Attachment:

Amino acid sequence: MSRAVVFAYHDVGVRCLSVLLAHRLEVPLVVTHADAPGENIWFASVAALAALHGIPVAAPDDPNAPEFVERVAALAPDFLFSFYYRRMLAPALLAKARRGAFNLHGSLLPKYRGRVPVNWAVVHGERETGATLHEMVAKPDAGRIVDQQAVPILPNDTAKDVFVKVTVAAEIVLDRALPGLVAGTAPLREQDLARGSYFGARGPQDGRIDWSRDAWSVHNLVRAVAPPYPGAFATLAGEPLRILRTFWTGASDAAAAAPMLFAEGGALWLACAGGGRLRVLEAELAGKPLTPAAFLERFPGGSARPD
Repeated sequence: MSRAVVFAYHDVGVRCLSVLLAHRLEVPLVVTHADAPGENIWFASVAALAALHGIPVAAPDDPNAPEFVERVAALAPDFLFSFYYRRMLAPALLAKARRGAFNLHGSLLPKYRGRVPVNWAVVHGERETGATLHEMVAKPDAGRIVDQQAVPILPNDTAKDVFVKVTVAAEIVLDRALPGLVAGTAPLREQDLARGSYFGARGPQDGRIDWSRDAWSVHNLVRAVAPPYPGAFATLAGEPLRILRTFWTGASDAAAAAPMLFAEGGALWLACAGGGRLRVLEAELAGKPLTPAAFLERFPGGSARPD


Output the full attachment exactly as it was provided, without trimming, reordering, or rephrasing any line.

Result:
Amino acid sequence: MSRAVVFAYHDVGVRCLSVLLAHRLEVPLVVTHADAPGENIWFASVAALAALHGIPVAAPDDPNAPEFVERVAALAPDFLFSFYYRRMLAPALLAKARRGAFNLHGSLLPKYRGRVPVNWAVVHGERETGATLHEMVAKPDAGRIVDQQAVPILPNDTAKDVFVKVTVAAEIVLDRALPGLVAGTAPLREQDLARGSYFGARGPQDGRIDWSRDAWSVHNLVRAVAPPYPGAFATLAGEPLRILRTFWTGASDAAAAAPMLFAEGGALWLACAGGGRLRVLEAELAGKPLTPAAFLERFPGGSARPD
Repeated sequence: MSRAVVFAYHDVGVRCLSVLLAHRLEVPLVVTHADAPGENIWFASVAALAALHGIPVAAPDDPNAPEFVERVAALAPDFLFSFYYRRMLAPALLAKARRGAFNLHGSLLPKYRGRVPVNWAVVHGERETGATLHEMVAKPDAGRIVDQQAVPILPNDTAKDVFVKVTVAAEIVLDRALPGLVAGTAPLREQDLARGSYFGARGPQDGRIDWSRDAWSVHNLVRAVAPPYPGAFATLAGEPLRILRTFWTGASDAAAAAPMLFAEGGALWLACAGGGRLRVLEAELAGKPLTPAAFLERFPGGSARPD